If the collective interests are balanced, doing good doesn’t have to be unprofitable.
Recently I co-founded a business called BeyondCover. On one hand BeyondCover is an Insurance reseller for Global Underwriter QBE, selling CTP (The mandatory Motor cover in Australia), General Motor and Travel Insurance, on the other hand it raises money for causes by rewarding Cause partners when they introduce a new Insurance Customer.
The key to having the right incentives in place lies within the nature of Philanthropists. People who regularly support Good Causes are good people, they take fewer risks, cause fewer accidents and pay their bills on time. They make pretty good Insurance customers too!
Reinvention is bloody hard, rarely has a big business managed to pivot wholesale to a new them without causing a catastrophic collapse of their core along the way. History is littered by once great corporations hollowed by their failure to recognise the need for reinvention.
But this isn’t a cautionary tale featuring Kodak and their resistance to the Digital age, although that is a good story! This cautionary tale concerns those businesses that recognise the need for change but fail, fail because their big company DNA rejects the wide eyed organism growing within.
Clayton Christiansen describes the issue as the Innovators Dilemma. The central theme of his argument is that big businesses innovate within the constraints of their own expectations. Big business’ expectations demand an aggressive and predictable return on capital as well as a degree of polish that small businesses and startup entrepreneurs happily live without.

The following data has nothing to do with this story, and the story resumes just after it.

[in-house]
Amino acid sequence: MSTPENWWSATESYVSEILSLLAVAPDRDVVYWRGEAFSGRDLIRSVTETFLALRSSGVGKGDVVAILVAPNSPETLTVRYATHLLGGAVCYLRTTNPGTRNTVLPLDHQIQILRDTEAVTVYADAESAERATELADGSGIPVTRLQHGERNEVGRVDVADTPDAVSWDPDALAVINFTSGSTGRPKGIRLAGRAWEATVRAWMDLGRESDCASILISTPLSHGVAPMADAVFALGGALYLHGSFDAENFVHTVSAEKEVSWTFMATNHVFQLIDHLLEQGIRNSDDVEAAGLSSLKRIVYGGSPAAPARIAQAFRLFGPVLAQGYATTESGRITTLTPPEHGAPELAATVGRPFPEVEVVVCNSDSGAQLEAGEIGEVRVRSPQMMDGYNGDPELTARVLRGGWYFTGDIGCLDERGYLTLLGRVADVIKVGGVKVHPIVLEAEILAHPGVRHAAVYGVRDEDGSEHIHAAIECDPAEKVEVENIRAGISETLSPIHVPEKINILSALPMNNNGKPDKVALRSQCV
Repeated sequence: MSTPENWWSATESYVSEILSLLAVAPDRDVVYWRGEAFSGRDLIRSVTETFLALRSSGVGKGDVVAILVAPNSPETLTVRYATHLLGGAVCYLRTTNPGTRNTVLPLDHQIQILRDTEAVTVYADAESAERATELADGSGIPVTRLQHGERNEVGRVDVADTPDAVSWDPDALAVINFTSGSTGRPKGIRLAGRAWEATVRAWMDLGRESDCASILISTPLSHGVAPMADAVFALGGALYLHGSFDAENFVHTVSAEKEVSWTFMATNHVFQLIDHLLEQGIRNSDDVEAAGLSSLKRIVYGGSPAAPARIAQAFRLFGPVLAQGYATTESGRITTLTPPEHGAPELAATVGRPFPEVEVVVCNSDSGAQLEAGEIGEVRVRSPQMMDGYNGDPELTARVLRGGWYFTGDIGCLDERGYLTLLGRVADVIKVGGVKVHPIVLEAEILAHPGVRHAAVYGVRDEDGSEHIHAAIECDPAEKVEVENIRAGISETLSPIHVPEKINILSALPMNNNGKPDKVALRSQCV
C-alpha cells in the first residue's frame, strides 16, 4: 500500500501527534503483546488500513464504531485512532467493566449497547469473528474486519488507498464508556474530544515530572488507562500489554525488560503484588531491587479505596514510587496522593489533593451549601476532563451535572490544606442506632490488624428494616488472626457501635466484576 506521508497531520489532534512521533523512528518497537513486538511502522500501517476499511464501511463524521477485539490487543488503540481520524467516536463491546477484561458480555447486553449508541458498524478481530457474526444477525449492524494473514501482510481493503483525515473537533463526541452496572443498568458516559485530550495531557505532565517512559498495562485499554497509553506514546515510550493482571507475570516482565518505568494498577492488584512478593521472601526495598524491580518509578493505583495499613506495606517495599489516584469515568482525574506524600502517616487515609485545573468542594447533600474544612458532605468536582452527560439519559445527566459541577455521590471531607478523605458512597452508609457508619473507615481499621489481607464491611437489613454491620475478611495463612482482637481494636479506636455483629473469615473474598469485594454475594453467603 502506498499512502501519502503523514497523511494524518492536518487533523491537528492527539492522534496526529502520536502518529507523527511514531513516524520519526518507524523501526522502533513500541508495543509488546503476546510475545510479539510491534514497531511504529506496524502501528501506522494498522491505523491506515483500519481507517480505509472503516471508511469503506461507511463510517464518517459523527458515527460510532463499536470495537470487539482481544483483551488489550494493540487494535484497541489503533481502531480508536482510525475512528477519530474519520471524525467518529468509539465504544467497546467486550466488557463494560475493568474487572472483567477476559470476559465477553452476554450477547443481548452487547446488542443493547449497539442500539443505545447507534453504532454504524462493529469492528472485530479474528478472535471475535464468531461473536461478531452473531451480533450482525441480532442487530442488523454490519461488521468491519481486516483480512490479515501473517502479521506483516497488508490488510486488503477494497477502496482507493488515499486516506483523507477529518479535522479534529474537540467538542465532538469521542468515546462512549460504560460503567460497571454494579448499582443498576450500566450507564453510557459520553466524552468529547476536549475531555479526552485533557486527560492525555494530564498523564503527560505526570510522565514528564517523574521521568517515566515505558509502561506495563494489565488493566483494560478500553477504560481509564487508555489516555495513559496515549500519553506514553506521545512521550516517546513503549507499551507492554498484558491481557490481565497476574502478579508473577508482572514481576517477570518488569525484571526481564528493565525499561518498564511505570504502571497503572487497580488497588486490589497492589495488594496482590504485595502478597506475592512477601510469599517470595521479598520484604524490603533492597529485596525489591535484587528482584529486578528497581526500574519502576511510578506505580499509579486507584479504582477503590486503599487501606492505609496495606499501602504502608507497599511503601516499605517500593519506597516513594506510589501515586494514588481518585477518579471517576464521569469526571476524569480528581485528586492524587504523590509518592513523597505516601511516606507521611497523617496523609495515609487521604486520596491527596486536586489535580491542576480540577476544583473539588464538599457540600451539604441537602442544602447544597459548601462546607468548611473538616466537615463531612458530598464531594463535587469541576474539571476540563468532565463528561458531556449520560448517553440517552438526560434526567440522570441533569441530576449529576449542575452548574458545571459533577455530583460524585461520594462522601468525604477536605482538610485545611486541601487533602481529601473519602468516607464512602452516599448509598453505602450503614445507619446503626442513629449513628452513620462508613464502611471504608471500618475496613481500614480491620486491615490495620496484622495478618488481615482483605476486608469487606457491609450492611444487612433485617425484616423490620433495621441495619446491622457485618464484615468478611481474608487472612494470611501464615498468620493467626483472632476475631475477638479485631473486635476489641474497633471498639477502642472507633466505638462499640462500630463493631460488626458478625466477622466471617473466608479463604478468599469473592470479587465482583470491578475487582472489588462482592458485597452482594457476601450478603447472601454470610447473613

Those expectations limit their ability to innovate to the Sustaining kind only, meaning incremental improvements that result in incremental bottom line impacts. The new breed of competitor, i.e. startups, don’t live with those constraints and can therefore galvanise their new business around an untested way forward.
Innovation favours the brave and startups are certainly brave. Entrepreneurs often leave themselves with little to lose and can afford to turn existing models on their head in a effort to break through. And breakthrough they do.
In the past big corporate goliaths still won though, regardless how stilted their innovation; barriers to entry and scale benefits afforded them a dependable lead against newer foes. But today’s David is better equipped. They have the triple whammy benefits of low cost of capital, cheap scalable technology and affordable access to a large audience; also, this new wave of Disruptive Innovation is easily embraced by customers so should be feared by slow to move businesses and their shareholders alike. Boardrooms have too much as stake to stay ignorant to the Breakthrough Innovation occuring around them, so breaking through the innovators dilemma will have to happen eventually. But there is a great risk of too little too late.
Corporate leaders have to do more to embrace breakthrough thinking and create structures to do so. Establishing a mini startup fund and incubator for internal entrepreneurs and staff incentives to encourage broader thinking are essential steps. Communicating to the broader business the importance of supporting those innovations by accepting the quick and dirty necessity of breakthrough thinking is also essential if rejection of the new organism is to be avoided.